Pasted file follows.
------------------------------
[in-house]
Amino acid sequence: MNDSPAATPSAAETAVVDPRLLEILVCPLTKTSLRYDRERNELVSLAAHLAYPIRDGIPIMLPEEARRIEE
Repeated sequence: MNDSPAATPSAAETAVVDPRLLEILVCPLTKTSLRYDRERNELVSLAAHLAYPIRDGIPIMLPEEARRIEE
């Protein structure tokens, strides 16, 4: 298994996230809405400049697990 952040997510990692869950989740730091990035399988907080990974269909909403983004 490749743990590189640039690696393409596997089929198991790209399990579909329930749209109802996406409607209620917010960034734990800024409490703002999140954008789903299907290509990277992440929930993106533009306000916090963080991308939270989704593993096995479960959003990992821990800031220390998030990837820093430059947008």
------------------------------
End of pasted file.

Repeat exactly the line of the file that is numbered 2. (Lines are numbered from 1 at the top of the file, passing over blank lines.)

Amino acid sequence: MNDSPAATPSAAETAVVDPRLLEILVCPLTKTSLRYDRERNELVSLAAHLAYPIRDGIPIMLPEEARRIEE